commodities harvested production period
soybean 1111 1112 year 1
maize 1121 1122 year 1
soybean 1211 1212 year 2
maize 1221 1222 year 2
makeSchema(list(
  clusters =
    list(row = 2, col = 1, id = "territories"),
  header = list(row = 1, rel = TRUE),
  variables =
    list(territories =
           list(type = "id", value = "unit 1"),
         year =
           list(type = "id", col = 4, rel = TRUE),
         commodities =
           list(type = "id", col = 1, rel = TRUE),
         harvested =
           list(type = "measured", unit = "ha", factor = 1,
                col = 2, rel = TRUE),
         production =
           list(type = "measured", unit = "t", factor = 1,
                col = 3, rel = TRUE))))

3.1.4 Listed measured variables

Some tables contain a column where the names of measured variables (harvested and production) are treated as if they were the values of an identifying variable (dimension), while the values are presented in only one column (values) (Tab. 6). To end up with tidy data in those cases, we need to extract the values associated with the measured variables. Thus, we define the measured variables and specify the key = in which the variable names sit, and the value = the variable name has, to extract that variable.

Table 6: The variable names of the measured variable are treated as if they were the values of an identifying variable.
X1 X2 X3 X4 X5
territories period commodities dimension values
unit 1 year 1 soybean harvested 1111
unit 1 year 1 maize harvested 1121
unit 1 year 1 soybean production 1112
unit 1 year 1 maize production 1122
unit 1 year 2 soybean harvested 1211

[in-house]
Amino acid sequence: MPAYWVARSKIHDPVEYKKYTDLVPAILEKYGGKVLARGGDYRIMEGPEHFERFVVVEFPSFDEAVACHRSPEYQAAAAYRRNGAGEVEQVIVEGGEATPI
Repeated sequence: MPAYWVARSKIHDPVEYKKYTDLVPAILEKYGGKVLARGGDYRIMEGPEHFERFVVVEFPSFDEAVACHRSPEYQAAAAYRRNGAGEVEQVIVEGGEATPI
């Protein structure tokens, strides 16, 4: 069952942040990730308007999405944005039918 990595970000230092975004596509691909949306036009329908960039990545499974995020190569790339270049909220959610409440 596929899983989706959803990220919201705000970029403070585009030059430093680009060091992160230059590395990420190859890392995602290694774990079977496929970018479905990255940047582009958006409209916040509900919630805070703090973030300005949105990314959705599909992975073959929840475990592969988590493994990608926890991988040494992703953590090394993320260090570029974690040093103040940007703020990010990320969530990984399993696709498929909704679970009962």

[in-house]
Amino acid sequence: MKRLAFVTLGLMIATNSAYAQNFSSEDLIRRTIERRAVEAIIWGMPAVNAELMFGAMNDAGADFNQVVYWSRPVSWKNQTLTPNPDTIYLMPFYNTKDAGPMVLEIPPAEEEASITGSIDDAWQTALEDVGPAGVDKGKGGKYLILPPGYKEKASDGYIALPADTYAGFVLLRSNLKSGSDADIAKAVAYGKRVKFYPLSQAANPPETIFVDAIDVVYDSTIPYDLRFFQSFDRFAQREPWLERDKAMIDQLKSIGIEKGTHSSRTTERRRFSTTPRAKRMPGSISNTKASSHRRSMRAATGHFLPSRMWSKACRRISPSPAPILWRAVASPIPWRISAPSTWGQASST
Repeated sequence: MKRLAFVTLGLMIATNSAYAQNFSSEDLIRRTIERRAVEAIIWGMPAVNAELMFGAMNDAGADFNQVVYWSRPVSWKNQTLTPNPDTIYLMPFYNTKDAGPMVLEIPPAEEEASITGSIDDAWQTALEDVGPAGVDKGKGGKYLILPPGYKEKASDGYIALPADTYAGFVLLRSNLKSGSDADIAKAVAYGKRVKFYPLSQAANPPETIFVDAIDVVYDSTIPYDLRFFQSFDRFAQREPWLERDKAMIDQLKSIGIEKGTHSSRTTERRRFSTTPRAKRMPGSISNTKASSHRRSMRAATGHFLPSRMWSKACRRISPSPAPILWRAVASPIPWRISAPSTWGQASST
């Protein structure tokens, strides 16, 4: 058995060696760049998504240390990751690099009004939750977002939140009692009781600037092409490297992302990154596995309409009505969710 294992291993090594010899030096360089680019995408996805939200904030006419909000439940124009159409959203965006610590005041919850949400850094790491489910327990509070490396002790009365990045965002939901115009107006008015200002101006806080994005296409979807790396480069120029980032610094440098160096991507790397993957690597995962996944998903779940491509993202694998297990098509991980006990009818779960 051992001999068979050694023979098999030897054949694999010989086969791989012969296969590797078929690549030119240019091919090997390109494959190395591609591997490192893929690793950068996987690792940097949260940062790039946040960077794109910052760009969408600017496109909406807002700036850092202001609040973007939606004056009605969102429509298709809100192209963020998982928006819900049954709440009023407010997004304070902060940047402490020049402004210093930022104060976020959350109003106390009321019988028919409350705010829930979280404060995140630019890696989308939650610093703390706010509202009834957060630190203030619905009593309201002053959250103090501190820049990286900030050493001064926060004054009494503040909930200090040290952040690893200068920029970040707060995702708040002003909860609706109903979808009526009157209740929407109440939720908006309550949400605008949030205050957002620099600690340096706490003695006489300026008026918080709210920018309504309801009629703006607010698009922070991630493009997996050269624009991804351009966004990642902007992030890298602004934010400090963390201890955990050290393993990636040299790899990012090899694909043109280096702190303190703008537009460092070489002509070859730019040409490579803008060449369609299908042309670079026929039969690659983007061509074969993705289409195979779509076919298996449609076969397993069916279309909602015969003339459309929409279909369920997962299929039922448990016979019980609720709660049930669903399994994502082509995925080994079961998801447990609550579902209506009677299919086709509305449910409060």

unit 1 year 2 maize harvested 1221
unit 1 year 2 soybean production 1212
unit 1 year 2 maize production 1222
unit 2 year 1 soybean harvested 2111
unit 2 year 1 maize harvested 2121
unit 2 year 1 soybean production 2112
unit 2 year 1 maize production 2122
unit 2 year 2 soybean harvested 2211
unit 2 year 2 maize harvested 2221
unit 2 year 2 soybean production 2212
unit 2 year 2 maize production 2222
makeSchema(list(
  header = list(row = 1),
  variables =
    list(territories =
           list(type = "id", col = 1),
         year =
           list(type = "id", col = 2),
         commodities =
           list(type = "id", col = 3),
         harvested =
           list(type = "measured", unit = "ha", factor = 1,
                col = 5, key = "dimension", value = "harvested"),
         production =
           list(type = "measured", unit = "t", factor = 1,
                col = 5, key = "dimension", value = "production"))))

Moreover, (several) identifying variables may be wide additionally and we have to proceed as mentioned above, by providing the row and columns of the wide identifying variables.

Table 7: The identifying variable commodities is treated as if it were the observed variable.
X1 X2 X3 X4 X5
territories period dimension soybean maize
unit 1 year 1 harvested 1111 1121
unit 1 year 1 production 1112 1122
unit 1 year 2 harvested 1211 1221
unit 1 year 2 production 1212 1222
unit 2 year 1 harvested 2111 2121
unit 2 year 1 production 2112 2122
unit 2 year 2 harvested 2211 2221
unit 2 year 2 production 2212 2222
 makeSchema(list(
   header = list(row = 1),
   variables =
     list(territories =
            list(type = "id", col = 1),
          year =
            list(type = "id", row = NULL, col = 2),
          commodities =
            list(type = "id", row = 1, col = c(4, 5)),
          harvested =
            list(type = "measured", unit = "ha", factor = 1,
                 col = c(4, 5), key = "dimension", value = "harvested"),
          production =